The submission can be somewhat more formal and comprehensive, following the Submissions Guide downloadable from the front page of the LFS website.

But publisher’s or author’s submissions can be informal, too – as simple as notifying us by email of the novel’s title, publication date, author and publisher, ideally along with a statement explaining what caught your eye about this novel and why you think it may fit the Prometheus Awards.

WHY EARLY SUBMISSIONS HELP

To keep up with the flood of sf/fantasy published annually, so much more and varied than when the Prometheus Award was first presented in the 1970s, it makes a huge difference if the LFS can hear from members, publishers, authors and others year-round.

When is the best time to notify us? Just as soon as possible after you’ve identified a potential candidate, or confirmed the upcoming publication date.

Definitely do not wait until after publication to notify us – or worse, wait months after publication, until it’s the end of the year. (Or even worse: Inexplicably, sometimes one or two publishers or authors wait until after the end of the eligible year to bring their novels – often published several months or even half a year earlier – to the judges’ attention.)

HOW THE ANNUAL JUDGING PROCESS WORKS

By then, LFS members – and the Best Novel finalist-selection judges in particular – already have entered the peak period of their work, and are busy reading and discussing everything else that’s previously been nominated.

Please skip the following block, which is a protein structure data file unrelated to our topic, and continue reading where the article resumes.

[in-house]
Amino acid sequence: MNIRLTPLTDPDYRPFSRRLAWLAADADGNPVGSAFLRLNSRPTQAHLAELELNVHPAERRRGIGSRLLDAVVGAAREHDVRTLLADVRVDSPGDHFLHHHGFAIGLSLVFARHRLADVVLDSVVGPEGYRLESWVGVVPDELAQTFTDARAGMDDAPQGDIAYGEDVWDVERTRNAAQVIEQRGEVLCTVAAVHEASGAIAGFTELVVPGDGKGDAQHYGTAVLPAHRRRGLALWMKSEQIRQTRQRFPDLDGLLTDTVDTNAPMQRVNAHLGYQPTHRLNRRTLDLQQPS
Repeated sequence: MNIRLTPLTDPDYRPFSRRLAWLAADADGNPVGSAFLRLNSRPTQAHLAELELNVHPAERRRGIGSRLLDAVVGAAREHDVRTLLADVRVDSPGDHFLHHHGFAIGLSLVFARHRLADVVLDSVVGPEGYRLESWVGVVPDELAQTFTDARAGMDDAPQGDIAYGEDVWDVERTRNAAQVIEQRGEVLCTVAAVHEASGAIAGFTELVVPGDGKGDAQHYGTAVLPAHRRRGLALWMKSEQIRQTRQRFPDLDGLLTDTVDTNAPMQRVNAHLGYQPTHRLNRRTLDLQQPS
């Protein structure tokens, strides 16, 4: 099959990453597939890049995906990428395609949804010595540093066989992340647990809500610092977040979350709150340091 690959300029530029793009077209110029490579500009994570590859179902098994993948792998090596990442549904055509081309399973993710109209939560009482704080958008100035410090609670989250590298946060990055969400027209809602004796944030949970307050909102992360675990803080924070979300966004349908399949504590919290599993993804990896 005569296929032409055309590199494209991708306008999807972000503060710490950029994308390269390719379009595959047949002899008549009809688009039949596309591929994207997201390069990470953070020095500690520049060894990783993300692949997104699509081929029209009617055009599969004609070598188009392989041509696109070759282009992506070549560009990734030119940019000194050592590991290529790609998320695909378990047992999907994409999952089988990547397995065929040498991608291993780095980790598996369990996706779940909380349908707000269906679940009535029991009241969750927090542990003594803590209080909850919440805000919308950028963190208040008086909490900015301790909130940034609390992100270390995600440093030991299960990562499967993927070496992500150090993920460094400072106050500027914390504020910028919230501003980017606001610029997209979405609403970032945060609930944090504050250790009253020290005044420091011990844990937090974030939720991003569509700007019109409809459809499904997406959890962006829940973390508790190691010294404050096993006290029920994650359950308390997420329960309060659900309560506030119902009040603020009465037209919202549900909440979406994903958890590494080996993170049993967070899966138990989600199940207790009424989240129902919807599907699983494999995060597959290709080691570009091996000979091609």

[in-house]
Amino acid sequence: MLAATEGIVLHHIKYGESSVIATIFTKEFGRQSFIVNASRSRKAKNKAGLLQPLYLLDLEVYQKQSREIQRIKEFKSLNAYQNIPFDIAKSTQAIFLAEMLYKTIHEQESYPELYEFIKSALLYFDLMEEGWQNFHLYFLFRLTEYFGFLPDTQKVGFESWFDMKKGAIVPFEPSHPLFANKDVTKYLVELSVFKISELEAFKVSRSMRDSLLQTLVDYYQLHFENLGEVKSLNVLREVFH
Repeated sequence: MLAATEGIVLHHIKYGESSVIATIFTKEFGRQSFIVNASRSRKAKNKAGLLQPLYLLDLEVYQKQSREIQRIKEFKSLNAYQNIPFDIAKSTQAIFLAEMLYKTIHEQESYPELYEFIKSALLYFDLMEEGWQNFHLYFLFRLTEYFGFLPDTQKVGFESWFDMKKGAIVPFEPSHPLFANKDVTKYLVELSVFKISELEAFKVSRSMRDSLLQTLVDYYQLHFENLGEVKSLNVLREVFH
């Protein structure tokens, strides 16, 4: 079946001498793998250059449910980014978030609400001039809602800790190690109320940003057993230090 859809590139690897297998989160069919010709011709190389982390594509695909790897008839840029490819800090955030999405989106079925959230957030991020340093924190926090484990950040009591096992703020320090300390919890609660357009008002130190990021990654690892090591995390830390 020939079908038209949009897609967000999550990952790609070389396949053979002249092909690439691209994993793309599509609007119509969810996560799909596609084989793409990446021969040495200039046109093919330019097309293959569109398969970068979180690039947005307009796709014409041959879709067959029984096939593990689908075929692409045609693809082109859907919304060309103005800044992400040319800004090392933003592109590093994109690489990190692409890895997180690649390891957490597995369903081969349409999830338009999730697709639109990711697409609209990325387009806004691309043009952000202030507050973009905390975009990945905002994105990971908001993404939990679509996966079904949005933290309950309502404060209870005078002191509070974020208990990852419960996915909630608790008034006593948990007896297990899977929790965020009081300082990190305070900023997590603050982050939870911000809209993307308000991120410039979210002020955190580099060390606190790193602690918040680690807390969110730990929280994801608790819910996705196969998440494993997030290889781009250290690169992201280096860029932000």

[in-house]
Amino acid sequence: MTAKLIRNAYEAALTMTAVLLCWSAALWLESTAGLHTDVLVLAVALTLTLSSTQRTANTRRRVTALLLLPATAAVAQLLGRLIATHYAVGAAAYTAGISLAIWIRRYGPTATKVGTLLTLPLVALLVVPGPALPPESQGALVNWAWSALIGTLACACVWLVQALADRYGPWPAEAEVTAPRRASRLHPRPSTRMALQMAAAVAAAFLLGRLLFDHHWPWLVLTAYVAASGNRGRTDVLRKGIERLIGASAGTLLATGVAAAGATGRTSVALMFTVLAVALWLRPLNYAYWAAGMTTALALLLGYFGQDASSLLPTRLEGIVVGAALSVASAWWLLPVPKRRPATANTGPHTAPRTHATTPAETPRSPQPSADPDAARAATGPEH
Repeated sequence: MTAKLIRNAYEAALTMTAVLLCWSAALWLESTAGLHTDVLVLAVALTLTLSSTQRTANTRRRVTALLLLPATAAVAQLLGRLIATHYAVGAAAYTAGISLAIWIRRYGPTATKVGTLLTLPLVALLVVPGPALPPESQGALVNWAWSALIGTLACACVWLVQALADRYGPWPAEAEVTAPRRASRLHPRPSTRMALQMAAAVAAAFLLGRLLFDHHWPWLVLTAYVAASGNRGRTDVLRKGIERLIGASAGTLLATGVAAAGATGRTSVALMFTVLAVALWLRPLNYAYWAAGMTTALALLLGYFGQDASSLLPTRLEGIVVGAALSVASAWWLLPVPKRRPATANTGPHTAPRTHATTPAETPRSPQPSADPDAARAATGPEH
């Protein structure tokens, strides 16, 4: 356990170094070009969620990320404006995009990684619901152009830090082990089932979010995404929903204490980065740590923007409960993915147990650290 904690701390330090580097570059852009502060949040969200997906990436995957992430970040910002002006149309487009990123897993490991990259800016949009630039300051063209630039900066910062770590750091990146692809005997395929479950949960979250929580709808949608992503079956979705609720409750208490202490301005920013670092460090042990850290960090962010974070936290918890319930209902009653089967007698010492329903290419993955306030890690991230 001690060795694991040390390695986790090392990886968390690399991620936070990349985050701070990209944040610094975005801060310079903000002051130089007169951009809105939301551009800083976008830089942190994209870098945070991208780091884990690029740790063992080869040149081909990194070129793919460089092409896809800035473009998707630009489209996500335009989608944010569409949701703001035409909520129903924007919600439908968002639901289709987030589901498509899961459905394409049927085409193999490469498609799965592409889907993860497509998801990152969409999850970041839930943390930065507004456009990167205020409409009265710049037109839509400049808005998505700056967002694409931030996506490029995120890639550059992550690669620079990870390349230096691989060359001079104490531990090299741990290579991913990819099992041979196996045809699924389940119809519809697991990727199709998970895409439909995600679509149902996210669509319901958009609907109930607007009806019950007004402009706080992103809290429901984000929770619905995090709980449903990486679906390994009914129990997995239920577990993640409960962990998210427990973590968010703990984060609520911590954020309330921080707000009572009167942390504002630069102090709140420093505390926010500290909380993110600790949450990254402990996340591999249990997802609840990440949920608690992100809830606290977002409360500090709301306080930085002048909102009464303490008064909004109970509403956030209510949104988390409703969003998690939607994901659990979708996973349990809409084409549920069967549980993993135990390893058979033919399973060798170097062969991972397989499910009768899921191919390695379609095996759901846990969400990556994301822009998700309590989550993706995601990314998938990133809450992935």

Of course, the Best Novel judges do their best to read, discuss and rank every nominated work throughout each award cycle.

Yet, each year, there is only a finite amount of time available for the 12 judges to read novels in the last two-month-or-so judging stretch. The judges must vote by late March to rank and select a slate of typically five finalists from the wider nominations list, so that the full LFS membership will have three months to read and consider the Best Novel finalists before everyone votes to choose the annual winner by our traditional July 4 voting deadline.

To respect that reality, and respect the judges, the best strategy for everyone (LFS members, publishers, authors, outside sf/fantasy fans, etc.) is to strive to bring as many eligible candidates as possible to our attention as early each year as possible.

That way, judges can get a head start reading and considering more of the candidates and the formal nominees, which gives us valuable time to confirm the eligibility of candidates and thoroughly discuss their merits according to the complex dual focus that makes the Prometheus Awards unique.